Pulpit Reflections by Cory Gonyo, Associate pastor Choices, choices, choices. Which fast food restaurant? When there, which burger? Which gas station? Which grocery store? Which retail store? How many kinds of peanut butter are there anyway? Which brand of vehicle should I drive wearing which brand of shoes that match my favorite sports team (this year)? Which shampoo do I use?
And what does all this have to do with religion? In our culture today we are bombarded with choices to such an extent that it is only natural for us to see religion as a choice. Many people see religion like a salad bar of sorts. When approaching what choices to make about what one believes, one can pile up on their plate a little of this and a little of that from a smorgasbord of options, taking their most liked items and leaving the less desirable. But is this the way religion must be done? What if amidst a sea of choices only one option will truly satisfy? What if there are some 'foods' that are good for you and some that are bad? Is choosing different religions wrong?
One point often raised about Christianity is the issue of whether or not Jesus actually claimed to be God. Proponents and opponents seem to agree at least on this, if Jesus did claim to be God, that would make the argument different. But the basic problem is that too many disagree whether or not Jesus actually made such a claim. After all, if Jesus Christ, the namesake of the Christian faith, did actually identify himself as deity, creator, all-sovereign God, then the issue for any human is not which god/religion to choose to follow, but simply whether or not to accept or deny Jesus.
So, here it is. In Exodus 3, God reveals himself to Moses at the burning bush. Moses asks God what his name is so that Moses can tell the Israelites. God's reply is, "I AM WHO I AM" (verse 14, NASB). Further, God states, "This is My name forever, and this is My memorial-name to all generations" (verse 15, NASB). Though the name "I AM" sounds a little unique to us, it has profound meaning for God and the people of the Bible. Throughout the rest of the Old Testament, whenever God is referred to by his proper name, He is called the "I AM." This is translated in most Bibles with the word LORD (in all capital letters). LORD is literally, "I AM."
What does this have to do with Jesus and religious choices? Well, in the gospel of John, chapter 8, Jesus himself declares, "Unless you believe that I am he, you will die in your sins" (verse 24, NASB). And at the end of that same chapter, Jesus says, "Truly, truly, I say to you, before Abraham was born, I am" (verse 58, NASB).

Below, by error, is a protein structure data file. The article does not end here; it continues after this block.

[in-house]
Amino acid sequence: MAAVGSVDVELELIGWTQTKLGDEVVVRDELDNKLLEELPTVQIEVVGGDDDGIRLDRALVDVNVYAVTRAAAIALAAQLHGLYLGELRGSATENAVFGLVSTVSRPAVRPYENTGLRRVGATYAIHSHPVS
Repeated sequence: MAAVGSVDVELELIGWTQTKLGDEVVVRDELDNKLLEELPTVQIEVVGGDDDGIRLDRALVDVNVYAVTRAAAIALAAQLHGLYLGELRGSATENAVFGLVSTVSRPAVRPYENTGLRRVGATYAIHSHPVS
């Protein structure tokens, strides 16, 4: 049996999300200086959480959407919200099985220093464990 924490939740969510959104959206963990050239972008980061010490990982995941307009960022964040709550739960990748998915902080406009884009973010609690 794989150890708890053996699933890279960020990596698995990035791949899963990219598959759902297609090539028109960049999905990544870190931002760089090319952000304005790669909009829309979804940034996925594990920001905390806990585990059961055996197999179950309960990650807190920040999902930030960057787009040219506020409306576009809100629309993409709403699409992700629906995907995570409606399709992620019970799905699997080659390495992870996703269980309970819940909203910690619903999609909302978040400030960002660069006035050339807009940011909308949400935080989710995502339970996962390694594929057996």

"I am what?" you say. This appears a little awkward. Why did Jesus just say "I am"? Did you see it? Jesus specifically uses the memorial name of God, I AM, the proper name of God forever from Exodus chapter three, in referring to himself and to the forgiveness of sin. In the ears of the first century audience, Jesus' statement would have been a glaring and obvious assertion that he is calling himself by the eternal name of God. Jesus not only claimed to be God, but claimed the proper name of God for himself.
Though the statement is spoken by Jesus in an exclusive way, "unless you believe ?", it must not escape our attention what the full meaning is behind his claim. It is equally true to proclaim Jesus' statement in another way. That is, "If you do believe that Jesus is God, and all that that entails, you do not have to die in your sins but you can have forgiveness and eternal life." Hence, to accept Jesus' claim of deity will lead one to honor him as creator. To accept Jesus as God will lead one to listen to all of Jesus' teachings with humility and awe.
Not only does he tell us who he is, but he shows us that we can be forgiven by drawing close to him by believing. This belief is in a living person, the Lord Jesus, who created the world, came to earth, died on a cross for sin, and rose again on the third day so that all who believe in him need not die but can have eternal life (see John 3:16).
So, if Jesus claimed to be God, what difference would it make? Well, if Jesus claimed to be God, and he did, then we no longer need to build our own religious salad in the hopes of finding true peace and forgiveness of sin. He has shown us the way of real life and true blessing. He has invited us to a banquet set by his own plan, a banquet of forgiveness in the presence of our Creator and Redeemer, Jesus Christ.
Do you believe that Jesus is God? Do you know the forgiveness of sin through faith in
Jesus, his death on the cross, and his resurrection? You can! Please attend a Bible believing church soon and learn more about Jesus, our God and Savior.